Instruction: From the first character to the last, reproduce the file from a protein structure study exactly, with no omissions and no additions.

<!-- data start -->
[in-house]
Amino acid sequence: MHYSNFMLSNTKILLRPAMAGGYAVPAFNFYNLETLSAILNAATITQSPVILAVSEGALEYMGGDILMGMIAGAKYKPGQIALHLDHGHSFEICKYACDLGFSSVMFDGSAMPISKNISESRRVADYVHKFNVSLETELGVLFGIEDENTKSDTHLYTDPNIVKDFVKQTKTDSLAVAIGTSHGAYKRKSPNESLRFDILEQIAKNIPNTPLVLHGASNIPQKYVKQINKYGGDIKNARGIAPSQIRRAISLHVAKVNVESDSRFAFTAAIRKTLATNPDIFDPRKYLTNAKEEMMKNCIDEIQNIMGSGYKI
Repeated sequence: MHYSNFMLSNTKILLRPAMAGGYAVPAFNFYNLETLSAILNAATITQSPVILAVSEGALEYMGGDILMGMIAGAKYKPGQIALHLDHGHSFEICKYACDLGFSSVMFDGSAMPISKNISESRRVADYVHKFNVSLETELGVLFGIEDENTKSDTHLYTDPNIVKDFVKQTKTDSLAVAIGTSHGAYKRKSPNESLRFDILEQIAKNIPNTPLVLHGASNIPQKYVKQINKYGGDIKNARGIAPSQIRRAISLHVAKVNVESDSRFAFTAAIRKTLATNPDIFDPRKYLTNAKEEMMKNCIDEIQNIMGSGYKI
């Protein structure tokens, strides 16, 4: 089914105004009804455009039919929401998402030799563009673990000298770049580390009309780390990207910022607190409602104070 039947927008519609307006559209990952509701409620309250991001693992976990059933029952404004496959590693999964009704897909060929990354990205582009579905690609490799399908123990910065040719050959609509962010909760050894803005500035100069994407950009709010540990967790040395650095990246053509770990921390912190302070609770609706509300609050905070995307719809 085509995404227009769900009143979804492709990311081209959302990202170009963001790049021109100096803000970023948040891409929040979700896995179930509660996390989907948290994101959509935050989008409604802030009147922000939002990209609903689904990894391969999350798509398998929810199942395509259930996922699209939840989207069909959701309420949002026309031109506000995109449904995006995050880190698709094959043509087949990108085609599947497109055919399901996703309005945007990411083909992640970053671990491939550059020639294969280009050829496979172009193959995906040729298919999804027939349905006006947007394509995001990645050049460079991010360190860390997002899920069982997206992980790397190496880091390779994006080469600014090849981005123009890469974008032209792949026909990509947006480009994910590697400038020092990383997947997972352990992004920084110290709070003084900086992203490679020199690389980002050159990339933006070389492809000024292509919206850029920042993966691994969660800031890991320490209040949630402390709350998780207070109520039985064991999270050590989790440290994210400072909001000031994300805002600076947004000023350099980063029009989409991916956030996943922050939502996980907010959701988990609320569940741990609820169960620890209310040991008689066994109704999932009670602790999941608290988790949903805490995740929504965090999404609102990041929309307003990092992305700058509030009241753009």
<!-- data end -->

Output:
[in-house]
Amino acid sequence: MHYSNFMLSNTKILLRPAMAGGYAVPAFNFYNLETLSAILNAATITQSPVILAVSEGALEYMGGDILMGMIAGAKYKPGQIALHLDHGHSFEICKYACDLGFSSVMFDGSAMPISKNISESRRVADYVHKFNVSLETELGVLFGIEDENTKSDTHLYTDPNIVKDFVKQTKTDSLAVAIGTSHGAYKRKSPNESLRFDILEQIAKNIPNTPLVLHGASNIPQKYVKQINKYGGDIKNARGIAPSQIRRAISLHVAKVNVESDSRFAFTAAIRKTLATNPDIFDPRKYLTNAKEEMMKNCIDEIQNIMGSGYKI
Repeated sequence: MHYSNFMLSNTKILLRPAMAGGYAVPAFNFYNLETLSAILNAATITQSPVILAVSEGALEYMGGDILMGMIAGAKYKPGQIALHLDHGHSFEICKYACDLGFSSVMFDGSAMPISKNISESRRVADYVHKFNVSLETELGVLFGIEDENTKSDTHLYTDPNIVKDFVKQTKTDSLAVAIGTSHGAYKRKSPNESLRFDILEQIAKNIPNTPLVLHGASNIPQKYVKQINKYGGDIKNARGIAPSQIRRAISLHVAKVNVESDSRFAFTAAIRKTLATNPDIFDPRKYLTNAKEEMMKNCIDEIQNIMGSGYKI
């Protein structure tokens, strides 16, 4: 089914105004009804455009039919929401998402030799563009673990000298770049580390009309780390990207910022607190409602104070 039947927008519609307006559209990952509701409620309250991001693992976990059933029952404004496959590693999964009704897909060929990354990205582009579905690609490799399908123990910065040719050959609509962010909760050894803005500035100069994407950009709010540990967790040395650095990246053509770990921390912190302070609770609706509300609050905070995307719809 085509995404227009769900009143979804492709990311081209959302990202170009963001790049021109100096803000970023948040891409929040979700896995179930509660996390989907948290994101959509935050989008409604802030009147922000939002990209609903689904990894391969999350798509398998929810199942395509259930996922699209939840989207069909959701309420949002026309031109506000995109449904995006995050880190698709094959043509087949990108085609599947497109055919399901996703309005945007990411083909992640970053671990491939550059020639294969280009050829496979172009193959995906040729298919999804027939349905006006947007394509995001990645050049460079991010360190860390997002899920069982997206992980790397190496880091390779994006080469600014090849981005123009890469974008032209792949026909990509947006480009994910590697400038020092990383997947997972352990992004920084110290709070003084900086992203490679020199690389980002050159990339933006070389492809000024292509919206850029920042993966691994969660800031890991320490209040949630402390709350998780207070109520039985064991999270050590989790440290994210400072909001000031994300805002600076947004000023350099980063029009989409991916956030996943922050939502996980907010959701988990609320569940741990609820169960620890209310040991008689066994109704999932009670602790999941608290988790949903805490995740929504965090999404609102990041929309307003990092992305700058509030009241753009």